Groupthink Theory is concerned with how group dynamics and leadership style can impact the quality of decision making. Groupthink is defined as the tendency to seek concurrence within a group instead of encouraging dissent and a robust review of alternative decisions.Groups are at risk of groupthink if there is high group cohesiveness, insulation from outside opinions, a directive leader, and high stress.
Symptoms of group think include:
- Illusion of invulnerability
- Belief in the group’s morality or superiority
- Stereotyped view of out-groups
- Pressure to conform
- Illusion of unanimous thinking
- An exaggerated sense of collective competence
You can reduce the risk of groupthink and encourage effective decision making by:
- Conducting a thorough review of the decision objectives;
- Encouraging a comprehensive review of information and alternative decisions;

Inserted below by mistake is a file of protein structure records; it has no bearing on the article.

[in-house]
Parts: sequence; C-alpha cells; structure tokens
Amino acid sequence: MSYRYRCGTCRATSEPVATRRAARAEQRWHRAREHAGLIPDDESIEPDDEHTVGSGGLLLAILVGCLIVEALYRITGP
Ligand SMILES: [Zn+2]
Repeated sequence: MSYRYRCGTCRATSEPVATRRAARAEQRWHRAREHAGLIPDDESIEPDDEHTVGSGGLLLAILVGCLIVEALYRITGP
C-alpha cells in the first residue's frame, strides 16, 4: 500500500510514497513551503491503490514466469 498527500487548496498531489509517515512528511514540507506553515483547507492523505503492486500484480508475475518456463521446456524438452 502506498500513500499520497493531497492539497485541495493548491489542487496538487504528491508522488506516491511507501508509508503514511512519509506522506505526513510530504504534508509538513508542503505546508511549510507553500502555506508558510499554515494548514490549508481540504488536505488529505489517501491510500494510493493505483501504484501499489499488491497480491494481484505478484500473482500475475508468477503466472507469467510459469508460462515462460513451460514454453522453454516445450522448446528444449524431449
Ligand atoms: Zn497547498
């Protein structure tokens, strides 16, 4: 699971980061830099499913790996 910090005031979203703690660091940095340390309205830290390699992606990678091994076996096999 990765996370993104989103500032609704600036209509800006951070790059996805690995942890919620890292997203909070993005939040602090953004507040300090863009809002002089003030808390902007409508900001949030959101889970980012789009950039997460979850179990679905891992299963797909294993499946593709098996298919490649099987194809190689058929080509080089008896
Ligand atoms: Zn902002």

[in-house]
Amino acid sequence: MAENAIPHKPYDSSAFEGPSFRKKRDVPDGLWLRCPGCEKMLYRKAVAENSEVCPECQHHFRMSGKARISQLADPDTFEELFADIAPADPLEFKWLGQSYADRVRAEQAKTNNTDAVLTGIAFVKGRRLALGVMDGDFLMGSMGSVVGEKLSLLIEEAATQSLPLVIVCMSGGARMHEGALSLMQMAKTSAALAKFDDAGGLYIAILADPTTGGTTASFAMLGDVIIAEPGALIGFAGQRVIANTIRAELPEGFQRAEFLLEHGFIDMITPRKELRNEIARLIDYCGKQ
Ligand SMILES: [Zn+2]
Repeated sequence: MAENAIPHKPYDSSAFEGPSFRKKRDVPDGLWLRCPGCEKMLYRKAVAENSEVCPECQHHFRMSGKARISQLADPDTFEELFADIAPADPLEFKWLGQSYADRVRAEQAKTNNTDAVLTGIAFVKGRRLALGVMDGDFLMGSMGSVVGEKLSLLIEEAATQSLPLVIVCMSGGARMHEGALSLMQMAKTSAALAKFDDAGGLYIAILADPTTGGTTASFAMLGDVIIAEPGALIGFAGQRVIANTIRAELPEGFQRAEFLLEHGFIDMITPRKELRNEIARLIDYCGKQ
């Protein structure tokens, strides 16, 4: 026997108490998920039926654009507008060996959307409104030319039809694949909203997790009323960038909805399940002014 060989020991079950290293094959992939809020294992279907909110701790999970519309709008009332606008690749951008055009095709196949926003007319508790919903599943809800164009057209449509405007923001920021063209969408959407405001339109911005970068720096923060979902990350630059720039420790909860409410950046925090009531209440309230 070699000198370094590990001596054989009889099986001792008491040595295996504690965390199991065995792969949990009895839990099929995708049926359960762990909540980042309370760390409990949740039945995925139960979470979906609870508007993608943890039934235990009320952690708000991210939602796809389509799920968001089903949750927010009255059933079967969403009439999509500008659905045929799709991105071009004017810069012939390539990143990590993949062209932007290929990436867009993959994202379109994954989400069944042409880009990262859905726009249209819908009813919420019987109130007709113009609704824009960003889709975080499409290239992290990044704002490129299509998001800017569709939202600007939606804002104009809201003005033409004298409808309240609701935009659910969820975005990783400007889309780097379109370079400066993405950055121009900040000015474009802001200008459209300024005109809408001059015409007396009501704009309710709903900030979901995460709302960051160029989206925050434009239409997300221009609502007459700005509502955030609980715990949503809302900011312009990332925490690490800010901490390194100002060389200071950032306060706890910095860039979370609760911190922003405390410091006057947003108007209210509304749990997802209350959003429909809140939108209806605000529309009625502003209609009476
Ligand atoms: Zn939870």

- Analyzing the risks of the preferred decision;
- Guarding against biased information processing;
- Ensuring that leaders support each group member as a critical evaluator; and
- Ensuring that leaders remain impartial
Effective group dynamics can lead to strong decision making and improved operations. Group dynamics are complicated considering our inherent and often unconscious biases, the wide variety of personalities in a group, and the prevalence of overly directive leaders.
Is your organization at risk of groupthink?
Schneider, F.W., Gruman, J.A., & Coutts, L.M.(Eds.). (2005), Applied social psychology: understanding and addressing social and practical problems. Thousand Oaks, California: Sage Publications.